A family reunion took me to upstate New York this summer. To be honest, I held little appreciation for my state outside of what I knew. Growing up, New York consisted of Long Island and the city. And when people mentioned New York – well that was New York City.  Ignorance might be bliss at times, but you can certainly miss out on so much of the beauty in the world with such an approach. Thankfully, I learned this early in life.

To witness this beauty, I keep an open mind, travel and (yes) stay adventurous. And this approach teaches. It educates.  In fact last week,  Melissa mentioned this in her SunsetSunday (guest) post on New Jersey. She wrote,

catching the travel bug a few years ago, and learning to see the world through the eyes of a traveler, I’ve realized how much the state of NJ really has to offer.”

Exactly. When you travel you gain a deeper appreciation about where you are from and I am from New York. Yes, I love NY (the entire state).

So at a joyful and emotional family reunion, meeting cousins for the first time in 19 years, we conversed, tasted some of the best local corn, grilled steaks, and downed a few beers.  America at its best. And all day I took pictures of the park grounds, my family, and the food.  Yet, I knew I needed one more shot. The perfect ending to the day.

When we parted ways with a promise to not wait so long next time, day descended into night. Driving the back roads in rural New york, the sunset’s colors brightened the sky. Eventually, I found a clearing and pulled over. I reached for my camera, exited the car and took this image. The farm, the cows, and the sunset. A different New York for me, but a New York I truly appreciate.

the sun sets behind an upstate farm..

Happy Sunset Sunday.  Welcome to Season 3.

stay adventurous, Craig

Read Full Post »

When I met Mark, he told me his photography carefree ‘salad days’ were behind him. Just as I was getting serious about my own travel pictures and images, he was telling me how difficult it can be to earn a living as a professional photographer.

But, now since he shifted some of his focus and placed more of his effort on his passion, I see a spark. Now that he has a new brand in “Where is Mr. Peabody?” I tend to think more of the joy similar to the excitement of his ‘salad days’ might again be in his future.

And as a fan of his work, I asked him to send in a sunset photo that also included his new passion – Horses. He describes the moment here.

cooling down the horses after a chase, the day slows...

My friend and farrier, Jimbo, invited me and my horse, Mr. Peabody, to come to Sandy Hill Quarter Horses to chase cows. Living in Upstate New York, this is as close as we can come to being cowboys living in the old west.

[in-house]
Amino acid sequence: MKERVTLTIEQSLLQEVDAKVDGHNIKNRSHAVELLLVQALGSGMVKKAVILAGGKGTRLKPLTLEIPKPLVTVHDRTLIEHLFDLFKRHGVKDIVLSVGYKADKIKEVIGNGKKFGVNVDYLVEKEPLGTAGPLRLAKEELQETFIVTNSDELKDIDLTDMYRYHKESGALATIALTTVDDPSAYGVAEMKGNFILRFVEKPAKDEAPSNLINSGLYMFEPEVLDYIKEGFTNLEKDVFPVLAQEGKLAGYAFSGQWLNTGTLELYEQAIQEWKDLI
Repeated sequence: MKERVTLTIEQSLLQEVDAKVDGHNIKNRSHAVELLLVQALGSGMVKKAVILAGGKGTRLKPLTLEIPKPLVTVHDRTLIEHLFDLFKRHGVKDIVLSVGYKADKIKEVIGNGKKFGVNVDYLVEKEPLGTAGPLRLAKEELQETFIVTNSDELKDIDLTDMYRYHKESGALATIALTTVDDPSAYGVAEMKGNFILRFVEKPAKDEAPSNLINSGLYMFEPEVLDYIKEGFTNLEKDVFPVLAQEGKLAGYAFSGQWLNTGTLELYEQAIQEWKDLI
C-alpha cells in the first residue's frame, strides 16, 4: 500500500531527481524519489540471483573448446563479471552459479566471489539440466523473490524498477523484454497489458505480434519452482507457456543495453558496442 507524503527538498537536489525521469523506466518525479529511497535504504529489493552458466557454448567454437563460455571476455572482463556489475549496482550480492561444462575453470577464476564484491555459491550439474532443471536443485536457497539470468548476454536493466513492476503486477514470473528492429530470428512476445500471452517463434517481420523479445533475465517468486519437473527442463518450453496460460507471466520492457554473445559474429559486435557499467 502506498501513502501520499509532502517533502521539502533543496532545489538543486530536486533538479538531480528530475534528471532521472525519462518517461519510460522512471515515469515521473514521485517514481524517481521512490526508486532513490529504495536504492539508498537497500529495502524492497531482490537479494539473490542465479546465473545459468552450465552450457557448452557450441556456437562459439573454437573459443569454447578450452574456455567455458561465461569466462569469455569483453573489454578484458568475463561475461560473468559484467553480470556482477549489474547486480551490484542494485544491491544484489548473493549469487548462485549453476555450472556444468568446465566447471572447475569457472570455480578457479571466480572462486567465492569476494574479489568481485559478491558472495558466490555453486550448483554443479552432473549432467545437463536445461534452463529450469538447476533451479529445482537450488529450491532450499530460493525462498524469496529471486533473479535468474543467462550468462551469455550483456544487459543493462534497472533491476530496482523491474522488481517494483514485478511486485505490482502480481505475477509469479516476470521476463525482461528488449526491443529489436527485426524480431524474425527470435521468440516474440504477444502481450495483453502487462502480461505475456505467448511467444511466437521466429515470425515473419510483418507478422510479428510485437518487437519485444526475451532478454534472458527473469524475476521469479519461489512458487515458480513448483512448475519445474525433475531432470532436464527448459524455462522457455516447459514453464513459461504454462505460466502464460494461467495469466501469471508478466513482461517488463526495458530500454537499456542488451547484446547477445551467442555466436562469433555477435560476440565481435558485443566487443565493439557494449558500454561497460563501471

The object is to corner a cow and let him run alongside a wall then get in front of the cow and turn it back the other direction.  And all this on horseback. We enjoy the challenge and the horses love the game.

After 2 hours of cow chasing we are tired and sweaty and ready to head back on down the road. The horses are also tired and wet and need to be walked and cooled down before leaving. Before putting him into the trailer to leave, Jimbo took his fine horse Gator into an adjoining field, to walk and relax him.
This beautiful sunset replaced the summer thunderstorms that were in the area when we arrived. Jimbo and Gator enjoyed the end to a very nice day.
by – Mark Samu

Mark Samu is a fine art photographer. You can follow his tweets at @mr pea01, read his blog and view his photography on Where is Mr. Peabody.

Read Full Post »

She walked over and asked me, “What type of planning did you do to come back? So, how did you get a job when you returned?”

Wow, great question I thought. This was just Meet, Plan, Go (not return). And to be honest, I never really thought about returning. But hey, I did return. And I even returned to corporate.  I had an answer.  And so did many of the veteran career breakers.

potential career breakers listen to the panel...

I fielded the question during the “Meet, Plan, Go” event in New York City this past September 14th & 15th. The sponsored gathering led by Briefcase to Backpack, held across 13 American cities (yes, Canada too) aimed to encourage us hard-working Americans to take a ‘career break.’

A panel of  ‘career breakers’ all with different stories from serial career breakers to one-timers discussed personal experiences, provided answers to questions and concerns and  spread inspiration. For me, I was a volunteer. I worked logistics to assist. I fielded questions afterwards during the networking section as the group mingled.

the panel of 'career breakers'

As for my return, I’d lie to say it wasn’t a struggle at first. It was.  But it’s because I realized how amazing the world can be. It’s an incredible place.

After a internal struggle, I actually used the language skills I learned on my first stop of my journey (“Becoming Pura Vida in Costa Rica”) to obtain my best project. Sixteen sweet months in Mexico. Yes, my career break helped my career. Surprised? Don’t be, it seemed to help everyone I met who took one.

Confident, I was now finally ready for to answer her question. I smiled and said, “Congratulations.”

She seemed puzzled. I told her, “Congratulations on making the decision to take a career break, it will change your life for the better. Now all you just need some advice on how to get back”

She smiled. Ice broken. Fear vanished and excitement entered the conversation. And then I told her my story and advice on how to return.  Maybe she left a step close to taking a career break. Actually with the 1400 people signed up across the continent I trust more than a few left a step closer to taking a break.

the boot camp is next...

I’ll continue to help push the idea of a career break into the American Psyche. I’ll tell my story. I’ll share my memories and continue to live life under my mantra – Stay Adventurous.  Plus, I’ll encourage people to reach out to Briefcase to Backpack for the support they may need. And hopefully with events such as this one, and the stories of success from those who returned and changed, the idea of the ‘career break’ will reach the tipping point here in America. I already believe it’s on its way.

Stay adventurous, Craig

The photos are from Briefcase to Backpack; they obtained a quality volunteer photographer to take them.

Read Full Post »

My first published poem

My motto – Stay Adventurous.

Well, I must remain true to it. And no, it doesn’t always mean global galavanting. It means taking a step outside your comfort zone. An adventurous step.

So, since April is ‘National Poetry Month,’ I decided to publish a poem. Yes, I do dabble with poetry on occasion.

Ok, so here goes, a short poem first drafted on a rooftop bar in New York City.

Steels rises, made by man
touches the clouds

Since her, few reach taller;
None mean more
She dominates, an Empire.

Her smaller sister speaks, too
Both miss twin cousins
Towering freedom awaits

Alas, she points upward,
And illuminates her message

Stay Adventurous, Craig

Read Full Post »